Term of Award

Fall 2010

Degree Name

Doctor of Education in Education Administration (Ed.D.)

Document Type and Release Option

Dissertation (open access)

Copyright Statement / License for Reuse

Creative Commons License
This work is licensed under a Creative Commons Attribution 4.0 License.


Department of Leadership, Technology, and Human Development

Committee Chair

James E. Green

Committee Member 1

Linda Arthur

Committee Member 2

Samuel B. Hardy, III


Previous researchers (Scott, 2005; Mobley, 2007; Oplatka, 2007; Bagin, Gallagher, & Moore, 2008) have illustrated the impact of journalists and newspapers on the public’s perception of a principal’s effectiveness. However, prior studies have focused on higher education, funding, and urban areas. Therefore, the purpose of this qualitative study was to determine the perceived best print media relations practices from the viewpoints of identified high-performing principals, print media professionals, and parents. This qualitative study employed a multi-case study design with purposive sampling. Principals from one elementary school, one middle school, and one high school who had been named to the Georgia high-performance schools list were interviewed for this study, as were focus groups of parents in the schools led by the principals and also journalists assigned to cover the principals’ schools. The audiotaped interviews were transcribed and coded for patterns in responses, from which major themes were developed. Newspaper content analysis of one calendar year’s artifacts was also conducted for each of the newspapers. Findings revealed four major themes: the responsibility of the media; the unique connection between rural newspapers, schools, and community; practices for relationship building; and impact on public opinion of schools’ effectiveness. Though participants agreed that the primary responsibility of newspapers was to disseminate information, journalists’ responses indicated a responsibility to champion educational causes, to protect the students and staff, to spur uninvolved parents to action, and to act as the conscience of school boards. In these rural communities, a close relationship built upon trust, candor, and shared experiences defined the connection between schools and newspapers. Principals fostered the affiliations by providing information for articles, making staff accessible, and removing barriers to communication.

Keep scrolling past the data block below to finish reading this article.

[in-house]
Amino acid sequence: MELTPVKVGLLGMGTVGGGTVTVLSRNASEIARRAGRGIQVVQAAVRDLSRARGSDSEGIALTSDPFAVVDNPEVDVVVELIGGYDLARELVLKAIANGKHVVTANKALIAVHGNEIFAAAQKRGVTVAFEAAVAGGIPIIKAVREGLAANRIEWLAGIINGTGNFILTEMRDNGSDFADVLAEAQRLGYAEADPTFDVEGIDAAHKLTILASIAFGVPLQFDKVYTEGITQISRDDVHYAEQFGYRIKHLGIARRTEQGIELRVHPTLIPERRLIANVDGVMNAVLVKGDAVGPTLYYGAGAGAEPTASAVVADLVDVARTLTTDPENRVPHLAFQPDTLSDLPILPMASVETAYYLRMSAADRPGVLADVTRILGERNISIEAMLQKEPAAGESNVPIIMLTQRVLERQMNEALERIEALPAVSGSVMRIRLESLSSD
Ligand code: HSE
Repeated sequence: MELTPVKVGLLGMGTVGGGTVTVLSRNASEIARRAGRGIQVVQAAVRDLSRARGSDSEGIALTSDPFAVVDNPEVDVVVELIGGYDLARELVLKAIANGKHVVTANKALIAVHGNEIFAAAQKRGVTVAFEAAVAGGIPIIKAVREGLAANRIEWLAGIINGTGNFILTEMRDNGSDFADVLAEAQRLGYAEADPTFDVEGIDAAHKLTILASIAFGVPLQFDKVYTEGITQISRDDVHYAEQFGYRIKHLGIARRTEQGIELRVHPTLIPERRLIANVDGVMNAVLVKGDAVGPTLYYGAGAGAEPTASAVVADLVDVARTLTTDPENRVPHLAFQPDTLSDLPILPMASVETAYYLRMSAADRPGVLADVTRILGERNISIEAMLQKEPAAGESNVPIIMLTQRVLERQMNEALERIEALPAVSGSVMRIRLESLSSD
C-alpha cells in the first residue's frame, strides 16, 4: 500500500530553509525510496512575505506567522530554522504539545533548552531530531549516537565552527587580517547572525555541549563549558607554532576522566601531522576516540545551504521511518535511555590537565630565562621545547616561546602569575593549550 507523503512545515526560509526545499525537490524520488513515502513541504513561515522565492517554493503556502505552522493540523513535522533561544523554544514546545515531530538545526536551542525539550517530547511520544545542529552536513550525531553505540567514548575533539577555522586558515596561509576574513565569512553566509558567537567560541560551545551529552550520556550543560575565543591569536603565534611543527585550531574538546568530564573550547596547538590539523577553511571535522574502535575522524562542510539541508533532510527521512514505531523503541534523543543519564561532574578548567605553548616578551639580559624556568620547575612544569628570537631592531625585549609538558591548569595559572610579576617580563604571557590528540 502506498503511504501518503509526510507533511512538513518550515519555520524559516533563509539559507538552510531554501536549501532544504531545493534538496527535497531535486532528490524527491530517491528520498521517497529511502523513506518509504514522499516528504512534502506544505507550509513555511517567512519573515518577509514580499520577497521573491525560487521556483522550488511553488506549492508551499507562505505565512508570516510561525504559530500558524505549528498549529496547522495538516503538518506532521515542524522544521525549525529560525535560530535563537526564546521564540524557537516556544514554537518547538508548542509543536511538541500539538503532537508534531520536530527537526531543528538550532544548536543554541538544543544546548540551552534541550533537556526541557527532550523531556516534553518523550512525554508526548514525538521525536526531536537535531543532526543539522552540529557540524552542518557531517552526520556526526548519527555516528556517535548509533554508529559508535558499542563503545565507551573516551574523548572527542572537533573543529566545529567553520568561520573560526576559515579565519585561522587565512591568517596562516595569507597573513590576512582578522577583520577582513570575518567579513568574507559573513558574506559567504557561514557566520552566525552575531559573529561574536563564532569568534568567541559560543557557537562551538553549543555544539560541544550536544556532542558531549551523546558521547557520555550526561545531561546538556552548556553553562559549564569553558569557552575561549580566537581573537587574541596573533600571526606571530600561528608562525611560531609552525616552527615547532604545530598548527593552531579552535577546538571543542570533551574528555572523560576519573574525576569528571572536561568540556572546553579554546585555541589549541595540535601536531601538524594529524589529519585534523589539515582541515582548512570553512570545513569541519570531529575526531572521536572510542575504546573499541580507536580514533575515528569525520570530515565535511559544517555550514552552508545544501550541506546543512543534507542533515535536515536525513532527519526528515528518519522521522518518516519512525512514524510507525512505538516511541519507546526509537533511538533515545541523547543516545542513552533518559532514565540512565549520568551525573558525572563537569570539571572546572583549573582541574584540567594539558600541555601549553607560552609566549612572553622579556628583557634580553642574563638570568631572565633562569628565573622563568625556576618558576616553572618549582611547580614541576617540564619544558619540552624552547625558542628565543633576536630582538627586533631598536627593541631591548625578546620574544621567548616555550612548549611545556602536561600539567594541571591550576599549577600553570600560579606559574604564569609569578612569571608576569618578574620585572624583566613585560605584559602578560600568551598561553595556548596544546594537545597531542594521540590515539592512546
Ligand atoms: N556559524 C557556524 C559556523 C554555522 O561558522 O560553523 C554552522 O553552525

Research Data and Supplementary Material